How to distinguish between strategies of leaders and followers
Ries and Trout contend that being first in a given product category ensures the success of its brand, more than any other marketing strategy employed. The authors have noted how Xerox managed to remain a market leader in plain-paper copier because it was the first entrant in that market, even as it failed to hold the number one position in product categories where it was ranked below other brands. In the same way, attempts by IMB to usurp Xerox as the market leader in the copier market failed. Ries and Trout have used these examples to underscore the fact that beg first in the market, as opposed to the marketing capabilities of an organization, is responsible for its success. By urging market leaders to embrace this strategy, Ries and Trout however cautions them against boasting about their number one position, as this would suggest its sense of insecurity in the eyes of the consumer. Also, a leader could embrace a multi-brand strategy that is introduce various brands in the market, as opposed to changing brands that already are market leaders. Finally, Ries and Trout urge leaders to embrace change, as opposed to resisting it.
On the positioning of a follower, Ries and Trout opine that market followers take more time to improve their products prior to launching. For the follower, the authors urge them to locate an unoccupied position and seek to be a leader in it. They have given the example of Volkswagen who used the slogan “Think small” to position the Beetle upon its introduction in a market awash with larger cars. While there were other smaller cars before the beetle, Volkswagen was the first to position their small car in the mind of the target consumer. Other successful positioning by followers outlined by Ries and Trout include age (Geritol) and gender (Virginia Slims), among others.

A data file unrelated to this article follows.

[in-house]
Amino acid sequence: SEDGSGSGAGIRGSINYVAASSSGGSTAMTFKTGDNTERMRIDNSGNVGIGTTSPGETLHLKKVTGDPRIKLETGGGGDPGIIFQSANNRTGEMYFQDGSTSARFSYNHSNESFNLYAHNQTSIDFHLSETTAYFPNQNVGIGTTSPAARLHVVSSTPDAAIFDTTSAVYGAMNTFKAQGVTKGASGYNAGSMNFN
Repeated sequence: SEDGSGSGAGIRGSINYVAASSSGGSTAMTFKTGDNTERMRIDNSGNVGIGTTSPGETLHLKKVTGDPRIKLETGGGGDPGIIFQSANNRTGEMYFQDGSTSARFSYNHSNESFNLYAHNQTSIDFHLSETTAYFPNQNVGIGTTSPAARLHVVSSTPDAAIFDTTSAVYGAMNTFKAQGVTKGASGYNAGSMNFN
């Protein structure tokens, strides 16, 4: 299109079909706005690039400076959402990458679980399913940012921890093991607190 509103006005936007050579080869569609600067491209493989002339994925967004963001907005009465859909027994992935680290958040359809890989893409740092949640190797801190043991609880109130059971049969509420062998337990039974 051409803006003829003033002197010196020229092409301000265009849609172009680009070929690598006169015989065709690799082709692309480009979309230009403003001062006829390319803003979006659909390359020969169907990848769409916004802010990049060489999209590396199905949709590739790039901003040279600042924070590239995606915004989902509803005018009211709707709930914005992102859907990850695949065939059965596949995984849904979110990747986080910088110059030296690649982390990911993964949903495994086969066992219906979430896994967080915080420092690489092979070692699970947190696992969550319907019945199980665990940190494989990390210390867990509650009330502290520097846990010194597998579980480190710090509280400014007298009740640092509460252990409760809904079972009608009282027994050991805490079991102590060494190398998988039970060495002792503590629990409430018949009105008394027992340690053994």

How to position competition
When a company finds no unique positions in which it can curve out a suitable niche, Ries and Trout intimate that it should Endeavour to reposition a competitor. It can do this by convincing consumers to look at the competitor from a divergent point of view. For example, to successfully reposition aspirin, Tylenol ran numerous advertisements that explained the various negative side effects of this product. Another example of successful repositioning is that of vodka. While vodka is originally from Russia, enterprising manufacturers started to manufacture it in the U.S and sold there, but bore Russian names. Feeling threatened by this move, Stolichnaya exposed these manufacturers to the consumer and reminded them that while they were made it the U.S. (Stolichnaya) was manufactured in Leningrad, Russia. In this way, the company managed to successfully reposition its competitors.
are tempted by line extensions as they seek to control an existing brand
well-liked by the consumers. However, Ries and Trout caution against line
extension in case the brand name is almost generic. In such a case, the product
and the name are considered by consumers to be synonymous. A number of
companies have failed in their line extension endeavor. Ries and Trout have
given various examples of line extension failures in which the original
successful product surrender a share of its market to the competition because a
diluted brand name had weakened its position or the new product fails altogether. However, Ries and Trout are of the opinion
that line extension can actually work in the case of a product characterised by
low volume, if the sales persons are the ones doing the distribution, and when
the market is crowded.